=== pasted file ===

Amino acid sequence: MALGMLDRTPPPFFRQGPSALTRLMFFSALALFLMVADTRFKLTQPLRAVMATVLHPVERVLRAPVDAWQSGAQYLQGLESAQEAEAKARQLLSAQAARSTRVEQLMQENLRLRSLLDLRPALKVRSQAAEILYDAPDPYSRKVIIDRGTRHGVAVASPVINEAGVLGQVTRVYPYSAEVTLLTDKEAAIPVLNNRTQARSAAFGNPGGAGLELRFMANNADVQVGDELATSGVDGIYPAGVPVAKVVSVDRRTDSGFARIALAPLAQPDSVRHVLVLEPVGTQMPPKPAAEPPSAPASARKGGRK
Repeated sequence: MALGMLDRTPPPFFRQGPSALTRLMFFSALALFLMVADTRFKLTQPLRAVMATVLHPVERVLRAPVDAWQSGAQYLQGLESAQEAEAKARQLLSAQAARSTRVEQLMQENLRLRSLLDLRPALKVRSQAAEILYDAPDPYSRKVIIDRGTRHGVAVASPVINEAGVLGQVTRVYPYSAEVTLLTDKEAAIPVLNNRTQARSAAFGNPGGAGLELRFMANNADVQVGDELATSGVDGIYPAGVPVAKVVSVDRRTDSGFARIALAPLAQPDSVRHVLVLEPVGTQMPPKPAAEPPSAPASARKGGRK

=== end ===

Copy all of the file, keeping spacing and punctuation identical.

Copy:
Amino acid sequence: MALGMLDRTPPPFFRQGPSALTRLMFFSALALFLMVADTRFKLTQPLRAVMATVLHPVERVLRAPVDAWQSGAQYLQGLESAQEAEAKARQLLSAQAARSTRVEQLMQENLRLRSLLDLRPALKVRSQAAEILYDAPDPYSRKVIIDRGTRHGVAVASPVINEAGVLGQVTRVYPYSAEVTLLTDKEAAIPVLNNRTQARSAAFGNPGGAGLELRFMANNADVQVGDELATSGVDGIYPAGVPVAKVVSVDRRTDSGFARIALAPLAQPDSVRHVLVLEPVGTQMPPKPAAEPPSAPASARKGGRK
Repeated sequence: MALGMLDRTPPPFFRQGPSALTRLMFFSALALFLMVADTRFKLTQPLRAVMATVLHPVERVLRAPVDAWQSGAQYLQGLESAQEAEAKARQLLSAQAARSTRVEQLMQENLRLRSLLDLRPALKVRSQAAEILYDAPDPYSRKVIIDRGTRHGVAVASPVINEAGVLGQVTRVYPYSAEVTLLTDKEAAIPVLNNRTQARSAAFGNPGGAGLELRFMANNADVQVGDELATSGVDGIYPAGVPVAKVVSVDRRTDSGFARIALAPLAQPDSVRHVLVLEPVGTQMPPKPAAEPPSAPASARKGGRK